There is similar story to that of Figeac over at their A-list neighbor, Château Cheval Blanc. Cheval Blanc was one of the most illustrious estates to be badly hit by the frosts, having lost around 30% of the vineyard. “Yes, we used a part of the second generation,” winemaker Pierre Olivier Clouet informed me, “but that represented just 3% in volume of the blend in Cheval Blanc.” Like Canon-la-Gaffelière and Figeac, they marked each plant that was frosted. At harvest, they picked each vine only when they felt it was ripe. They then sorted those grapes with a Tribaie sorting table, which uses sugar density to sort grapes as opposed to sorting by appearance. “We vinified each frosted plot in very small vats that we rented specifically for that purpose—20 vats of 10 hectoliters to vinify plot per plot!!!” Clouet explained. “It was huge work for just 3% in volume, but we did all we could to save our crop this year to have all our vineyard to try to participate in the blend...even if at the end: the first generation represents 97% of the final blend and just 3% for the second.”
There aren’t many winemakers who will confess to using second-generation fruit in their 2017s but, as I always say, the truth is in the glass, and my tastings tell me there are a lot more Gemini wines out there than winemakers are willing to let on. There seems to be a stigma in Bordeaux about the use of second-generation fruit in wines, with many believing the quality to be inferior simply because of the difference in ripening. For sure, if not managed meticulously, second-generation fruit could not have made much more than the basis for a refreshing rosé, which is what a lot of winemakers wound up doing. And I do suspect that, in some cases, winemakers became so married to nurturing their second-born crops that, even if their quality wasn’t entirely up to scratch, like Zeus, they simply could not bear to force Pollux to live without Castor. Sentimentalities aside, the financial impact of far lower yields this year is also a huge factor to consider here too. The worst Gemini wine examples, generally to be found among the lower-end wines with less resources at their disposal, can be downright astringent, bitter and hard on the finish: lean, green and mean. The best Gemini wines, such as the three aforementioned estates in Saint-Émilion, tend to offer a subtly firmer/chewier component to the tannins—a little like tasting wines with stem inclusion—with some bright sparks of red fruits and floral, spicy and/or earthy notes plus a well-sustained mid-palate. As a judiciously used component of the blends of some of the 2017 Bordeaux wines, I do think the inclusion of a proportion of well-managed second-generation fruit was an inspired decision and has made for some truly interesting Gemini wines to taste and enjoy this year.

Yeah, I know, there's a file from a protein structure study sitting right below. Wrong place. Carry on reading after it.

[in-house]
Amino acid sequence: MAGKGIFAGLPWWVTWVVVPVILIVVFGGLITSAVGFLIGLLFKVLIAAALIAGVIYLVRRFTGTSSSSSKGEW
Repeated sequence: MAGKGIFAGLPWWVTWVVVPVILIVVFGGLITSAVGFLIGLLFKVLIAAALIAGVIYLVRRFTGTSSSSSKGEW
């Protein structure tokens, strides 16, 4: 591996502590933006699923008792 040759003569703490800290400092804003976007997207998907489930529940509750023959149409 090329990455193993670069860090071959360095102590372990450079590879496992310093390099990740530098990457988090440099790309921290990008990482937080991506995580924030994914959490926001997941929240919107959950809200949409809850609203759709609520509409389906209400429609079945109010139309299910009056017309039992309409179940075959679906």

My full 2017 Bordeaux En Primeur report with an in-depth vintage report and more than 500 tasting notes will be published on our site on April 27th at 12:00 p.m. USA EDT. (Not a subscriber yet? Join today.)